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Posted 04/10/2019
This is one of the more informative and hands-on practical episodes of the B&H Photography Podcast that we have produced in some time. Obviously, it helps if you are “practicing” car photography, but the insights provided in this episode are useful for a wide range of photo disciplines, and touch on techniques for making better images of moving objects, reflective and non-reflective products, tight interiors, and how to photograph large items in a studio or on location. For this wealth of information, we must thank photographer Nate Hassler, who joined us to talk about his extensive work photographing cars, whether for advertising, editorial, or for personal projects, a.k.a. fun. Hassler is accomplished in each of these areas, and his advertising clients include Toyota, Honda, Lexus, and Mercedes. He is also a respected motorsport photographer, with work appearing regularly in Road & Track magazine. We find out that Hassler grew up around photography, helping in his parents’ photo studio, but developed a love for cars all on his own and seems to have found the perfect career that blends his two passions. We learn a bit about the automobile advertising business, but mostly we discuss capture technique, including the rigs and gear he prefers, shooting moving vehicles, stabilization, bracketing, back-lighting, lens distortion, and post-process. This truly is an educational and entertaining episode, and check out the B&H Photography Podcast Facebook Group for an image of Hassler’s “Franken-Instax” camera that he created to make instant photos with a Schneider lens. Guest: Nate Hassler Photograph © Nate Hassler © Nate Hassler © Nate Hassler © Nate Hassler © Nate Hassler © Nate Hassler © Nate Hassler “Franken-Instax” camera © Nate Hassler © Nate Hassler © Nate Hassler © Nate Hassler © Nate Hassler Previous Pause Next   Host: Allan Weitz Senior Creative Producer: John Harris Senior Producer: Jason Tables Executive Producer: Lawrence Neves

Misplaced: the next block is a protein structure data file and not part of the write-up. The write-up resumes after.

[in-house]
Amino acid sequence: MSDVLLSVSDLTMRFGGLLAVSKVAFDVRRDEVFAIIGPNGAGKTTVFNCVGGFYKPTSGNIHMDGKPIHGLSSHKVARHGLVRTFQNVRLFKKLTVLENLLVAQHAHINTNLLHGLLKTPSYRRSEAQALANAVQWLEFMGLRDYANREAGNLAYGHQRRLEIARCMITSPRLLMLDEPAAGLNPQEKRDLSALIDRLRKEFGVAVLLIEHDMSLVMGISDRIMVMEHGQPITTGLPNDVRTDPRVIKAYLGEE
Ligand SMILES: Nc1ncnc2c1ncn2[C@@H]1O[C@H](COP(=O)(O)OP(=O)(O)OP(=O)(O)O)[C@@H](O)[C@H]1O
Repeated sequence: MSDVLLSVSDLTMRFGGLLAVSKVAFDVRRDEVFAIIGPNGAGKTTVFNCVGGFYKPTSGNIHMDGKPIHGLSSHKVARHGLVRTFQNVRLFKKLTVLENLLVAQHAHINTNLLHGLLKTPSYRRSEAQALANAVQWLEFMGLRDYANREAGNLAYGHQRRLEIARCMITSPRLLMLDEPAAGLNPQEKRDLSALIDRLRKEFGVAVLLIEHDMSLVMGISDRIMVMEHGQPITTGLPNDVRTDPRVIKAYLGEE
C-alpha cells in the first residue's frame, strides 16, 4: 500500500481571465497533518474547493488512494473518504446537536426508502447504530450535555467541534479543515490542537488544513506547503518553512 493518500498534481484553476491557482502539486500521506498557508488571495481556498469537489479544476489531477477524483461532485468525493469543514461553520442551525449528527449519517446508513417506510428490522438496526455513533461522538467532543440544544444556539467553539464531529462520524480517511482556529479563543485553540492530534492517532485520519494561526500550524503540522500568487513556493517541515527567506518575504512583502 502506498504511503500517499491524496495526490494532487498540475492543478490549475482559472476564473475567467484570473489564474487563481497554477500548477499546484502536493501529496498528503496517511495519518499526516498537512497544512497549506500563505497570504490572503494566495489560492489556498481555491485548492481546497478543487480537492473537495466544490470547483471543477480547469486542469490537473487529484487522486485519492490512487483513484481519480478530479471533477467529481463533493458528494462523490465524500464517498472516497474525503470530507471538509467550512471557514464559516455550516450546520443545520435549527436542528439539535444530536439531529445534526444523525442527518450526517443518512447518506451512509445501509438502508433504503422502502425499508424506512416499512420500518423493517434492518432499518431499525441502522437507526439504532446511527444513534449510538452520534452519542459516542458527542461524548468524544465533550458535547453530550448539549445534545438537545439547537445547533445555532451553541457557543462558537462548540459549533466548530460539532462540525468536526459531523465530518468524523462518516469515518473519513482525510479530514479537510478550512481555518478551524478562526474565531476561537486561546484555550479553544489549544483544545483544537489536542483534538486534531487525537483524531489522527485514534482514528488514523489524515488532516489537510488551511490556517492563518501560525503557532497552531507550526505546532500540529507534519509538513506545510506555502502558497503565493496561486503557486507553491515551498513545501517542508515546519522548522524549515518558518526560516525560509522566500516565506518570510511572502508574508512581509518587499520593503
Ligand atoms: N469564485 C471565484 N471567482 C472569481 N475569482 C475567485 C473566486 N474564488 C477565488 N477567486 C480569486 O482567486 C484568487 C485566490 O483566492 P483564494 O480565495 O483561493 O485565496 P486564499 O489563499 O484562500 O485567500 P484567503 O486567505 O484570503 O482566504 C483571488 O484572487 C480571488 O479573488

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Posted 01/16/2019
This week, we recognize the 10th anniversary of the "Miracle on the Hudson." On January 15, 2009, with both engines crippled, US Airways Flight 1549 made an emergency landing in the icy waters of the Hudson River, with 155 people onboard. All passengers and crew survived. On this week's episode of the B&H Photography Podcast, we welcome photographer Stephen Mallon, who documented the recovery of the airplane from the river, and Denise Lockie, who was a passenger on Flight 1549. Stephen Mallon is that rare photographer who successfully blends editorial, documentary, commercial, and fine art photography, often in the same image. He is recognized for documenting large-scale industrial and marine projects, including the "The Reefing of USS Radford," "Next Stop Atlantic," and, of course, "Brace for Impact: The Salvage of Flight 1549." His clients include the New York Times Magazine, The Wall Street Journal, Fortune, Publicis, Sudler & Hennessey, and MAYTAG; and his series, "American Reclamation," is currently exhibiting at the Front Room Gallery, in New York. Mallon discusses his career trajectory, his medium format and full-frame gear choices, and how he straddles the line between his documentary subjects and a fine art photographer's vision. Of course, we also talk about the series he produced on the recovery of Flight 1549 and how he approached such a historical subject. In the second half of the episode, we are also very fortunate to welcome Denise Lockie, who survived the crash landing and a protracted stay in the icy waters. Lockie tells of her experience that day, her recovery process, and about looking back on such a life-changing event after ten years. We also discuss with Lockie her feelings about Mallon's images and the other iconic photographs from that fateful day. Guests: Stephen Mallon and Denise Lockie from “Brace for Impact: The Salvage of Flight 1549”, 2009 © Stephen Mallon from “Brace for Impact: The Salvage of Flight 1549”, 2009 © Stephen Mallon from “Brace for Impact: The Salvage of Flight 1549”, 2009 © Stephen Mallon from “Brace for Impact: The Salvage of Flight 1549”, 2009 © Stephen Mallon from “Brace for Impact: The Salvage of Flight 1549”, 2009 © Stephen Mallon from “Brace for Impact: The Salvage of Flight 1549”, 2009 © Stephen Mallon from “Next Stop Atlantic”, 2010 © Stephen Mallon from “American Reclamation”, 2017 © Stephen Mallon Allan Weitz, Denise Lockie, and Stephen Mallon © John Harris Previous Pause Next   Host: Allan Weitz Senior Creative Producer: John Harris Senior Producer: Jason Tables Executive Producer: Lawrence Neves